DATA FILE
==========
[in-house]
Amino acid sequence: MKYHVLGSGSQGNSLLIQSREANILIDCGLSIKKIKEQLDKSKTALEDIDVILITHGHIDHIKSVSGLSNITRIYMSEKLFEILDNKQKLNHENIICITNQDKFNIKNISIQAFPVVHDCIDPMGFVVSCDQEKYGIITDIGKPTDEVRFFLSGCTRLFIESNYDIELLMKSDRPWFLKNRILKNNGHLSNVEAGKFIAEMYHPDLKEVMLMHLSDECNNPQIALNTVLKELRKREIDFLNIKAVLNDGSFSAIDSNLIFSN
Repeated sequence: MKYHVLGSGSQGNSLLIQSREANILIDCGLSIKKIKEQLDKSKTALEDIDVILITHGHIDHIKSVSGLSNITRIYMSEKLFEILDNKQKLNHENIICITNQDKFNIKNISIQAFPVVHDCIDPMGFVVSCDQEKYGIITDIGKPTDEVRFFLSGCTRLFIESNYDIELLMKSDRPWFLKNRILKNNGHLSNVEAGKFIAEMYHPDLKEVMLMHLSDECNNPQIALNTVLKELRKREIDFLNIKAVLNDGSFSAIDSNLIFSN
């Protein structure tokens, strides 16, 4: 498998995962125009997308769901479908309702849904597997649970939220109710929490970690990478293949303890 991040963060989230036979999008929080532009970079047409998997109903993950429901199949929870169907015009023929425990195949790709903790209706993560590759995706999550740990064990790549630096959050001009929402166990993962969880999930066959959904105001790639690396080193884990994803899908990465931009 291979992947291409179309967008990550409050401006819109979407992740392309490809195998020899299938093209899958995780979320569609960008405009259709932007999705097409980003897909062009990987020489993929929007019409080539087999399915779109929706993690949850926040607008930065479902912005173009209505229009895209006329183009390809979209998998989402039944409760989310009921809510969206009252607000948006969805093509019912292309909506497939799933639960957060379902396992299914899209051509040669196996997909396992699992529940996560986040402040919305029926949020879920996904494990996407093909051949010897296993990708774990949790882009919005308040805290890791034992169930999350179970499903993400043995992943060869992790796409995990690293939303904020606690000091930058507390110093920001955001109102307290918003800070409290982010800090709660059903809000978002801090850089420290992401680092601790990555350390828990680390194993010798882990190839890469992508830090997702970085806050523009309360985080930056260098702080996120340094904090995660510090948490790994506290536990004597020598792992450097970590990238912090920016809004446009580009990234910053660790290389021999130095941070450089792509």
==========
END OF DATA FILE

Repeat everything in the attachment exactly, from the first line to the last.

[in-house]
Amino acid sequence: MKYHVLGSGSQGNSLLIQSREANILIDCGLSIKKIKEQLDKSKTALEDIDVILITHGHIDHIKSVSGLSNITRIYMSEKLFEILDNKQKLNHENIICITNQDKFNIKNISIQAFPVVHDCIDPMGFVVSCDQEKYGIITDIGKPTDEVRFFLSGCTRLFIESNYDIELLMKSDRPWFLKNRILKNNGHLSNVEAGKFIAEMYHPDLKEVMLMHLSDECNNPQIALNTVLKELRKREIDFLNIKAVLNDGSFSAIDSNLIFSN
Repeated sequence: MKYHVLGSGSQGNSLLIQSREANILIDCGLSIKKIKEQLDKSKTALEDIDVILITHGHIDHIKSVSGLSNITRIYMSEKLFEILDNKQKLNHENIICITNQDKFNIKNISIQAFPVVHDCIDPMGFVVSCDQEKYGIITDIGKPTDEVRFFLSGCTRLFIESNYDIELLMKSDRPWFLKNRILKNNGHLSNVEAGKFIAEMYHPDLKEVMLMHLSDECNNPQIALNTVLKELRKREIDFLNIKAVLNDGSFSAIDSNLIFSN
């Protein structure tokens, strides 16, 4: 498998995962125009997308769901479908309702849904597997649970939220109710929490970690990478293949303890 991040963060989230036979999008929080532009970079047409998997109903993950429901199949929870169907015009023929425990195949790709903790209706993560590759995706999550740990064990790549630096959050001009929402166990993962969880999930066959959904105001790639690396080193884990994803899908990465931009 291979992947291409179309967008990550409050401006819109979407992740392309490809195998020899299938093209899958995780979320569609960008405009259709932007999705097409980003897909062009990987020489993929929007019409080539087999399915779109929706993690949850926040607008930065479902912005173009209505229009895209006329183009390809979209998998989402039944409760989310009921809510969206009252607000948006969805093509019912292309909506497939799933639960957060379902396992299914899209051509040669196996997909396992699992529940996560986040402040919305029926949020879920996904494990996407093909051949010897296993990708774990949790882009919005308040805290890791034992169930999350179970499903993400043995992943060869992790796409995990690293939303904020606690000091930058507390110093920001955001109102307290918003800070409290982010800090709660059903809000978002801090850089420290992401680092601790990555350390828990680390194993010798882990190839890469992508830090997702970085806050523009309360985080930056260098702080996120340094904090995660510090948490790994506290536990004597020598792992450097970590990238912090920016809004446009580009990234910053660790290389021999130095941070450089792509």